Tuesday, April 12, 2005

More, More, More...

The more I think about it, the more I am beginning to think that God of War is fairly significant. I just read this interview over at Ain't It Cool News [link via GGA]. David Jaffe, the creative muscle behind GoW, articulates some pretty interesting things.

To me, the main thing is that he was trying to make a cinematic and casual game in God of War: "This is intentionally supposed to feel more like a movie. We did not want to make a game that was a hardcore game for gamers only. We wanted to make a game that was narrative, that was story-driven. We did things with hidden checkpoints so that if you died, you don’t have to replay very much. It’s really meant to be accessible..."

The great thing is that he didn't have to compromise to acheive the cinematic feel or the accessibility. Playing God of War is intensely enjoyable. The things that make it "cinematic," such as the fixed camera, the story, the epic battles, and the non-repetitive environments, don't get in the way of the "game." In fact, they enhance it.

The things that make the game accessible to non-hardcore gamers are actually common-sense design choices that just haven't been made consciously by many other development teams. Most normal people don't enjoy playing the same 15 minutes of a game over and over, so Jaffe and company sprinkled enough invisible checkpoints throughout the game that dying rarely results in much repetition.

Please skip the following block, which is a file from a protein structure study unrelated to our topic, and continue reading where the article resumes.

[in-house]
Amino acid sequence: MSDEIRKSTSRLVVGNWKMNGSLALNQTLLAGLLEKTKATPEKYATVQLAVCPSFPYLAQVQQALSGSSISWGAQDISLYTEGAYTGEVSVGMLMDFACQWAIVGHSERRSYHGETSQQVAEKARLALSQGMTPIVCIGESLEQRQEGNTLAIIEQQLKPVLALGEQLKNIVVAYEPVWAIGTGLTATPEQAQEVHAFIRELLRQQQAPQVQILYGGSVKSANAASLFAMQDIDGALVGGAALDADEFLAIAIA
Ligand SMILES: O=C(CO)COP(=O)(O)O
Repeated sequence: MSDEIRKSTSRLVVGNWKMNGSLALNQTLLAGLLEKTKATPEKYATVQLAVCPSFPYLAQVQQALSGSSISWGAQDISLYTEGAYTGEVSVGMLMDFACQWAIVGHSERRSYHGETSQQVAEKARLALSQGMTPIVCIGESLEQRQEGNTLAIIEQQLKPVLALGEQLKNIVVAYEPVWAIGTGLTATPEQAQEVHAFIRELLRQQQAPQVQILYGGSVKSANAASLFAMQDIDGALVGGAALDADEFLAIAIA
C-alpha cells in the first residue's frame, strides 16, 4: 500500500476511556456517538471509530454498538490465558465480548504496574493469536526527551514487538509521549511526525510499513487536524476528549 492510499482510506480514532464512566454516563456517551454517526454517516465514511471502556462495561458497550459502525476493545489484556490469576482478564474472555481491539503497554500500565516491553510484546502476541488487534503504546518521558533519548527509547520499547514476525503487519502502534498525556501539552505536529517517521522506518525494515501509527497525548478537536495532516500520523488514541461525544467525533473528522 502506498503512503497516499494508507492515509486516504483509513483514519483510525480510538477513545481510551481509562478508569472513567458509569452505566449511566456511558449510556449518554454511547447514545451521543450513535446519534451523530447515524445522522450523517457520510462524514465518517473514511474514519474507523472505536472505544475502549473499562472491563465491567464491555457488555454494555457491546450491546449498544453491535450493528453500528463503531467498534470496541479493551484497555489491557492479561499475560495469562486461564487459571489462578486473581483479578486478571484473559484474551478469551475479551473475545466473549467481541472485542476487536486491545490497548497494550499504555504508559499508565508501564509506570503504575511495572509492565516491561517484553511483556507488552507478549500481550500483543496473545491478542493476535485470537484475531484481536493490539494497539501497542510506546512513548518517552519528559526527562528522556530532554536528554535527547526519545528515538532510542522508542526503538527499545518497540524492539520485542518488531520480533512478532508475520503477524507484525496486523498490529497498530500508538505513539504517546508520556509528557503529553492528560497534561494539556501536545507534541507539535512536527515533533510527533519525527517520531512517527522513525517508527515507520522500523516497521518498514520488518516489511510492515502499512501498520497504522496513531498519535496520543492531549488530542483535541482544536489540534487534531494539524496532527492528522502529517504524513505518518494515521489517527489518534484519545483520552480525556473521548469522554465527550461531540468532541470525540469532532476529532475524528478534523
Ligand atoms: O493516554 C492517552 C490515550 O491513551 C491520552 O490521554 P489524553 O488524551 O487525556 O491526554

The result of choices such as this is a game that appeals to a larger audience while satisfying a large portion of gamers as well. I think/hope that we will see more such games coming soon.

Also... David Jaffe has a blog.

1 Comments:

At 9:41 AM, Blogger Foopy said...

I'm definitely going to have to get this game...

Coincidentally, though, this is part of what I thought made the original Halo so successful, too--the game wasn't genre-busting or anything, but it did a ton of things that made the game extremely accessible, less frustrating, and just plain fun. Save checkpoints were spaced out very humanely, you could only carry two weapons at a time so there weren't any complex interfacing issues with having to switch between 10 different weapons, you had a regenerating shield and regenerating ammo so there wasn't any threat of getting stuck in a place where you weren't equipped enough to continue. It just solved a ton of problems that had made previous games require too much unnecessary effort on the part of the player.

 

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